The Sony Xperia XA1 Ultra we have for review is the single SIM version (G3221). Dual SIM versions are also available in some markets.
The list of favorites, the call log and the contacts are all tabs within the same app, and the dialer is summoned with a tap on a button. The call log can be filtered by missed, incoming and outgoing calls. Smart dial is supported too.
Even if the two slits, top and bottom, on the Xperia XA1 Ultra hint at a stereo speaker setup, the phone actually packs just a single bottom-firing driver. It is, however, plenty loud, unlike the XA1, but it still falls slightly behind the XA Ultra from last year. Even so, the flagship XZ Premium with its pair of speakers has nothing on the Ultra in terms of sheer loudness.
|Speakerphone test||Voice, dB||Ringing ||Overall score|
For text entry, Sony has been sticking with the SwiftKey keyboard for a while now. It's touted as having one of the best prediction algorithms and offers pretty much everything: multiple layouts and themes, 5 different sizes, undocking, secondary symbols upon long press, swipe input, and emojis.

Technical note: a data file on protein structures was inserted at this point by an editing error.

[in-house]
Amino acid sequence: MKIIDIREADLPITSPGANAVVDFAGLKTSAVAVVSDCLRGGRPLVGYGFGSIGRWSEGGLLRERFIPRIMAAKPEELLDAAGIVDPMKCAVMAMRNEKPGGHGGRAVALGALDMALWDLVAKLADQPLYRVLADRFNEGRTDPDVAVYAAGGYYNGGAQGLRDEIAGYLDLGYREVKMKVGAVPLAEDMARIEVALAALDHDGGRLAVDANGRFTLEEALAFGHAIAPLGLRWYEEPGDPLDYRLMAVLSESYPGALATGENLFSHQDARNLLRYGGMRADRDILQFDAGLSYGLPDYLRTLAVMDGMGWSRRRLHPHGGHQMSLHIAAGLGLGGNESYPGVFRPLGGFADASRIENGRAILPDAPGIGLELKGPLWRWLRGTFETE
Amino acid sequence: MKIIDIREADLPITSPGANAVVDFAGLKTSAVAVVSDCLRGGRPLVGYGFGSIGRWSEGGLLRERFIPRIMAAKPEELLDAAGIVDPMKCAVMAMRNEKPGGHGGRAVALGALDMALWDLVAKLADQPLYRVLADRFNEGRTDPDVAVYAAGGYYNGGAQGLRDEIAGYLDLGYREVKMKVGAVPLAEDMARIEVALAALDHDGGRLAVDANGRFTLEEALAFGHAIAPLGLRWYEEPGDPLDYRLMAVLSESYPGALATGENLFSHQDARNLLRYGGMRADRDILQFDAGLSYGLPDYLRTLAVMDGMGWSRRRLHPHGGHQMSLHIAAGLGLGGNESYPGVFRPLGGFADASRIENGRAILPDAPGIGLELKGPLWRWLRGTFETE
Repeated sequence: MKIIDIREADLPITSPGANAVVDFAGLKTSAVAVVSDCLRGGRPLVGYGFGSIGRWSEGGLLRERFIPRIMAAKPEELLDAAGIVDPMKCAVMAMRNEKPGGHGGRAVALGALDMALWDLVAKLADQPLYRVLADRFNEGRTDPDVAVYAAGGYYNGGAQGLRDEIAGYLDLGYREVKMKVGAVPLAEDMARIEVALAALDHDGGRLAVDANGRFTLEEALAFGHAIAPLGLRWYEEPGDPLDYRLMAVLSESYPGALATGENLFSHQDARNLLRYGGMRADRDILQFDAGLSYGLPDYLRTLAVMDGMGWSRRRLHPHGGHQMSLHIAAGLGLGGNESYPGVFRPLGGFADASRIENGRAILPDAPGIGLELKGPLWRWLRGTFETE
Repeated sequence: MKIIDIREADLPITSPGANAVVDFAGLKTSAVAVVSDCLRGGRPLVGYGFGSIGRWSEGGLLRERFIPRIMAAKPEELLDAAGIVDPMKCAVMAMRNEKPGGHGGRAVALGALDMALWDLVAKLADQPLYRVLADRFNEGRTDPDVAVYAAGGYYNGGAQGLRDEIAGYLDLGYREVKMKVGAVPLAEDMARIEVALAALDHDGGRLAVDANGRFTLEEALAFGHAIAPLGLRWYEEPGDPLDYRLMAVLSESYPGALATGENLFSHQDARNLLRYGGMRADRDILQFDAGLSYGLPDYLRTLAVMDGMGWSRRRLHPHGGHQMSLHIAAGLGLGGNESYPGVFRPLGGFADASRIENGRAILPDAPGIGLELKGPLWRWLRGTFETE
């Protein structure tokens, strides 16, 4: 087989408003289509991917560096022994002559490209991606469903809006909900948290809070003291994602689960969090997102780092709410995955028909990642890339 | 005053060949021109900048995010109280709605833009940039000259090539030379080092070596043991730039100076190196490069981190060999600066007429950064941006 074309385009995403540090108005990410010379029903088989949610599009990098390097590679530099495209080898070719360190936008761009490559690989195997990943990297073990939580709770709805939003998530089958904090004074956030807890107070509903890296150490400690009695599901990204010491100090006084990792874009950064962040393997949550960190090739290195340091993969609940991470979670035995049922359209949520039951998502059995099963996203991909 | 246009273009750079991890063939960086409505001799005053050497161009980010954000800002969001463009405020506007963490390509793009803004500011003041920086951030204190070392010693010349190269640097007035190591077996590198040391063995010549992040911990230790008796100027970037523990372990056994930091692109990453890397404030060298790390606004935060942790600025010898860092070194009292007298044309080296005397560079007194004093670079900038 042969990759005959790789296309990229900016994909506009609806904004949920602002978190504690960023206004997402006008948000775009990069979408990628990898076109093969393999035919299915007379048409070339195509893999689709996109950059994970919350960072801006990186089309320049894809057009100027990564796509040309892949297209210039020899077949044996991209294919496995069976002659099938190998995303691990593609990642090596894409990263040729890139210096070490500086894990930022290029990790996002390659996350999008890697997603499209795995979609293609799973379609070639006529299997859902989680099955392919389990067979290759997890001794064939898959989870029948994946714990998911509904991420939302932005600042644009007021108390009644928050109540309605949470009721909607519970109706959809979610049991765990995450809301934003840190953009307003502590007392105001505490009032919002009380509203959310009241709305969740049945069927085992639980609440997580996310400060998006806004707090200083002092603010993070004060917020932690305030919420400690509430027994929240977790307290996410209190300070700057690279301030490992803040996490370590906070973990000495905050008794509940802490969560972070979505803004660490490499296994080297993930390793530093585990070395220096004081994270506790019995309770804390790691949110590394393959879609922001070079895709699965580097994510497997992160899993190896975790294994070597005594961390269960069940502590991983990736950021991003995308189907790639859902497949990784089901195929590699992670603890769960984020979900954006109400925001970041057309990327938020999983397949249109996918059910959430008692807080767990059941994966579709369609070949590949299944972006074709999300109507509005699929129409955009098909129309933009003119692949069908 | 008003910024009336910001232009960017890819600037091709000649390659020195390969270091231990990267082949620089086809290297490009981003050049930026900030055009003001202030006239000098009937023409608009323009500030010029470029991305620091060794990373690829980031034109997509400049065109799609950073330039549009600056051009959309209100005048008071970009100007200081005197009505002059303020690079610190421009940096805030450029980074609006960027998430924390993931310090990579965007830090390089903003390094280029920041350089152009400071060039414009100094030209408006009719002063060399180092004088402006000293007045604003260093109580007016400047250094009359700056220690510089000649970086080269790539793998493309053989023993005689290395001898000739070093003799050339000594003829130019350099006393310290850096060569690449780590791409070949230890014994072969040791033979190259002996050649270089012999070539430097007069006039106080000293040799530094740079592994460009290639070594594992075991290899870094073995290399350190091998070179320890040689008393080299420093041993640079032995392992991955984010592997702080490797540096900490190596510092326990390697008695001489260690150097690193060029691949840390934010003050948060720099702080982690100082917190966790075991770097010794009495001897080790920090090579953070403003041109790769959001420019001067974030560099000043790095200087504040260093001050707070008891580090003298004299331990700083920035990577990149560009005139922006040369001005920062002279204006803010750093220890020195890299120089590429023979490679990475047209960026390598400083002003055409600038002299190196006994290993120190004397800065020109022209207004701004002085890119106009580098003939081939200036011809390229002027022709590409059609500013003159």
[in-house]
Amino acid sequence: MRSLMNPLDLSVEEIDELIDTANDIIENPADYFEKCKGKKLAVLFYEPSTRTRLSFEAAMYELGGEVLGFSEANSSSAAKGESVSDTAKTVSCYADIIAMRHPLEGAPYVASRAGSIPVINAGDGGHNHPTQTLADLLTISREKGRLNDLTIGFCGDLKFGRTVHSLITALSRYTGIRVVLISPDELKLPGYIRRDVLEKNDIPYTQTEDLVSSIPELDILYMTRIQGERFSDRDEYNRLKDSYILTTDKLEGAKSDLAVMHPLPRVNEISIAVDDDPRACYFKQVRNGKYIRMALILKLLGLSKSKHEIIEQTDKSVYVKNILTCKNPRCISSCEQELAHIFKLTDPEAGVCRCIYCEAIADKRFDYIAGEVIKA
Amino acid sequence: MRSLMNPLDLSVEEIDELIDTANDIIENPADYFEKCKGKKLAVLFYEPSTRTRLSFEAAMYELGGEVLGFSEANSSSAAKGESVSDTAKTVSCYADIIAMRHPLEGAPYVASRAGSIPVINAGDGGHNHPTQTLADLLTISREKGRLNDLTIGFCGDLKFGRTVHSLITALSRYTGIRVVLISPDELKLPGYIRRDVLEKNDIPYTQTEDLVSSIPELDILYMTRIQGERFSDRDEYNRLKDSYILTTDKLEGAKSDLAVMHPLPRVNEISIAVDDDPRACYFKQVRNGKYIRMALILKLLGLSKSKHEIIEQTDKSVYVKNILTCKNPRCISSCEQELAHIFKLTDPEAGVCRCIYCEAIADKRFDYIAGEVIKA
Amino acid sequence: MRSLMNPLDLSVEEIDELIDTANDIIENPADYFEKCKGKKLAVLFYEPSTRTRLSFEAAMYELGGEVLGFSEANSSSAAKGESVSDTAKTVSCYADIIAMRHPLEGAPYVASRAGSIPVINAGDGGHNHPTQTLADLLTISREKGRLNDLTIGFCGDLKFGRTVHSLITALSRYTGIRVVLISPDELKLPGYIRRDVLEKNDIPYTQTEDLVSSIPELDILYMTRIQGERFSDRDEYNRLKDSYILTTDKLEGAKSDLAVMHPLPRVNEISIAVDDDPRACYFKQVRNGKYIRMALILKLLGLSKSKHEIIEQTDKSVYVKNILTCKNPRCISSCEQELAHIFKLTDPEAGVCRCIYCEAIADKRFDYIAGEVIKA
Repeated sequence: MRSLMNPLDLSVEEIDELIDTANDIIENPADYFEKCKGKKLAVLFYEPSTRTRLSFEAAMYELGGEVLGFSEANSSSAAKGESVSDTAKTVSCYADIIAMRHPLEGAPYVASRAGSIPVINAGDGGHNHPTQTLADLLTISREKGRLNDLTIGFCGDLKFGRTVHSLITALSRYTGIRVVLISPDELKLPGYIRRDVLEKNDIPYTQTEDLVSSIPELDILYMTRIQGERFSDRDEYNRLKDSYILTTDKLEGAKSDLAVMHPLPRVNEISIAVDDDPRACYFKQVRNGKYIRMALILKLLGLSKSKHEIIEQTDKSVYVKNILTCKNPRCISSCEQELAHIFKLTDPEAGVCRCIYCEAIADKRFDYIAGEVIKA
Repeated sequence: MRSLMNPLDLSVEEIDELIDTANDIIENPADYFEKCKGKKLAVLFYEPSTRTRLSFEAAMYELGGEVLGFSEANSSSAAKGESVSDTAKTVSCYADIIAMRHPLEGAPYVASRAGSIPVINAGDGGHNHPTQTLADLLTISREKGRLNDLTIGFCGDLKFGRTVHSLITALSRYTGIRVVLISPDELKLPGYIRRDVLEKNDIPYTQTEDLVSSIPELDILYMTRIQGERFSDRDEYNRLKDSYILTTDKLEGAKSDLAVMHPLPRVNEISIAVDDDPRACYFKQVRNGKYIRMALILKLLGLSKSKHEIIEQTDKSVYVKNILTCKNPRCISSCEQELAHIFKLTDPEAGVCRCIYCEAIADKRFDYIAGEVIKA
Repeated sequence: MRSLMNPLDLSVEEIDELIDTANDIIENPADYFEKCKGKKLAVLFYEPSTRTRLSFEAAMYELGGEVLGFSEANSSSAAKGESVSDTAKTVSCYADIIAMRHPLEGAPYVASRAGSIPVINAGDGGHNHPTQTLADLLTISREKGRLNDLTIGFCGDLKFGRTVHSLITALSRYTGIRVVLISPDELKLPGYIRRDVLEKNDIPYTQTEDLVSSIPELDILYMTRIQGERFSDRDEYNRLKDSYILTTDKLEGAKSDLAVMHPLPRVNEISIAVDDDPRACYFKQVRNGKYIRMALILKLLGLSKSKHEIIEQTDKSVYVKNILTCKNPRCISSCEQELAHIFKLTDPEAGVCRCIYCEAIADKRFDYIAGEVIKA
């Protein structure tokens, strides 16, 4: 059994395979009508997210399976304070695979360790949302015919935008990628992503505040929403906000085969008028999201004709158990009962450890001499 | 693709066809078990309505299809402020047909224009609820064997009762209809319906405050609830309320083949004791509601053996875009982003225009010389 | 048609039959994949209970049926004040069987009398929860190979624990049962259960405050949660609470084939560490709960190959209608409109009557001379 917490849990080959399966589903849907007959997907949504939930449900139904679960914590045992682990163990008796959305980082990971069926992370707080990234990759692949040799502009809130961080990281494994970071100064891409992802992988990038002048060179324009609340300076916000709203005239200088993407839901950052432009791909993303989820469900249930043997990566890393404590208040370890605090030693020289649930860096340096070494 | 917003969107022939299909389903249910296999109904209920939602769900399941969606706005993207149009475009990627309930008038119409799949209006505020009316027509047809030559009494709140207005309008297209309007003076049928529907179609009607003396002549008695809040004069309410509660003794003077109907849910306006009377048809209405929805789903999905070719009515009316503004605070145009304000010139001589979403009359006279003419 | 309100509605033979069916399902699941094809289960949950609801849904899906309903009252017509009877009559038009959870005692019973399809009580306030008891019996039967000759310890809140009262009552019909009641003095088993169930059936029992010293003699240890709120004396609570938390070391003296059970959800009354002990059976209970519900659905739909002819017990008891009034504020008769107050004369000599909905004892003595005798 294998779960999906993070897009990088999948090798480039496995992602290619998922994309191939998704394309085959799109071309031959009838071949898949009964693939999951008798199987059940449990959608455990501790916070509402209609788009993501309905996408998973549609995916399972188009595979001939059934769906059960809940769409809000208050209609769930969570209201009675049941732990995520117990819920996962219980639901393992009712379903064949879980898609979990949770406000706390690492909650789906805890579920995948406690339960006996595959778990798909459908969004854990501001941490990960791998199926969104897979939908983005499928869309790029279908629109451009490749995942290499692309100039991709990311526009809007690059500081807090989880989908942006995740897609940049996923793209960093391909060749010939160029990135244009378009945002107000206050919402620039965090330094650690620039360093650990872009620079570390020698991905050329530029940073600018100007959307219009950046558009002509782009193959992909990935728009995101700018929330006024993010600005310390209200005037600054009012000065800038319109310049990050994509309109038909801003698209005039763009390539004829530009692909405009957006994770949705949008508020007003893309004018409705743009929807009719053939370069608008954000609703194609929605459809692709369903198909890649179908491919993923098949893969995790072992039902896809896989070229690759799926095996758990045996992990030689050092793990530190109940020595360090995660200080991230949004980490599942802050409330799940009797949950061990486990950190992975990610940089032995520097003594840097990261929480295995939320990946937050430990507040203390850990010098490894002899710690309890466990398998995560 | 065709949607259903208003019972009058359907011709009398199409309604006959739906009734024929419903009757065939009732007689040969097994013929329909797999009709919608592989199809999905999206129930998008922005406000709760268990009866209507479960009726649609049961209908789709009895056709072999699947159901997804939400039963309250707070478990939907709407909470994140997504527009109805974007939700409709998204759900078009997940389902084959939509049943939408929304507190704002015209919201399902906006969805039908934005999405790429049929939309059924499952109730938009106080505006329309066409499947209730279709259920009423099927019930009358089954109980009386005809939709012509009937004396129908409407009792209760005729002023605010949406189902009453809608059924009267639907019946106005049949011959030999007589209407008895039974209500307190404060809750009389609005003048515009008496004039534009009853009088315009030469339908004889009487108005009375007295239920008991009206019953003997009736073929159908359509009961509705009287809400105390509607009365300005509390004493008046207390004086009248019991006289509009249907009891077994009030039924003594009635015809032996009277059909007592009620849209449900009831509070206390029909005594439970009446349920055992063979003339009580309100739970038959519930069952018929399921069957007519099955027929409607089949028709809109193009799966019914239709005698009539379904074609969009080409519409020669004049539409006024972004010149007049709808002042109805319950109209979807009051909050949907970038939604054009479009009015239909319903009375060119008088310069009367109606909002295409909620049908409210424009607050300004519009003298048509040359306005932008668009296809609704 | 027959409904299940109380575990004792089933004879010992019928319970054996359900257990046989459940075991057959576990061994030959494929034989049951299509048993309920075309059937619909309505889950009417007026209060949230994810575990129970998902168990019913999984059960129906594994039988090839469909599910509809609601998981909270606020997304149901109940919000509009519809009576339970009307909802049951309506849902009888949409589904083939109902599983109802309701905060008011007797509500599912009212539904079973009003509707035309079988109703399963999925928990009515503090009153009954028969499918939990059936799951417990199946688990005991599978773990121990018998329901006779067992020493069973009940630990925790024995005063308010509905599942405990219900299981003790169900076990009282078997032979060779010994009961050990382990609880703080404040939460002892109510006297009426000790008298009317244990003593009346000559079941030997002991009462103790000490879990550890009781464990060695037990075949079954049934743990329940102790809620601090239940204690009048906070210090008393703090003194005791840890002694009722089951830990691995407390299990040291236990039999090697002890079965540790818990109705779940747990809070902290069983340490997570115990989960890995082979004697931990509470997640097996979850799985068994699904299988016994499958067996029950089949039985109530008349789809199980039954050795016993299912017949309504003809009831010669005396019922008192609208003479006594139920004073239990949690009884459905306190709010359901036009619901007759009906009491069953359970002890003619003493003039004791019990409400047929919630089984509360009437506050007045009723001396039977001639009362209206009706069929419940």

The News app is a news aggregator, pulling stories from sources on topics of your choice. It can also issue two daily bulletins for you at a time you specify, so you don't miss out on current events.
Xperia lounge is Sony's own entertainment app, feeding you exclusive content and competitions related to music, movies and games.
There is a file manager, strictly speaking, but it's buried in the storage options in the Settings menu. It does allow basic copy and move actions, on multiple items too. However, you can't access it from the app drawer, all you get there is a shortcut to a downloads folder.
Sony's health-tracking app Lifelog doesn't come pre-installed, though all it takes to download it is a trip to the Play Store.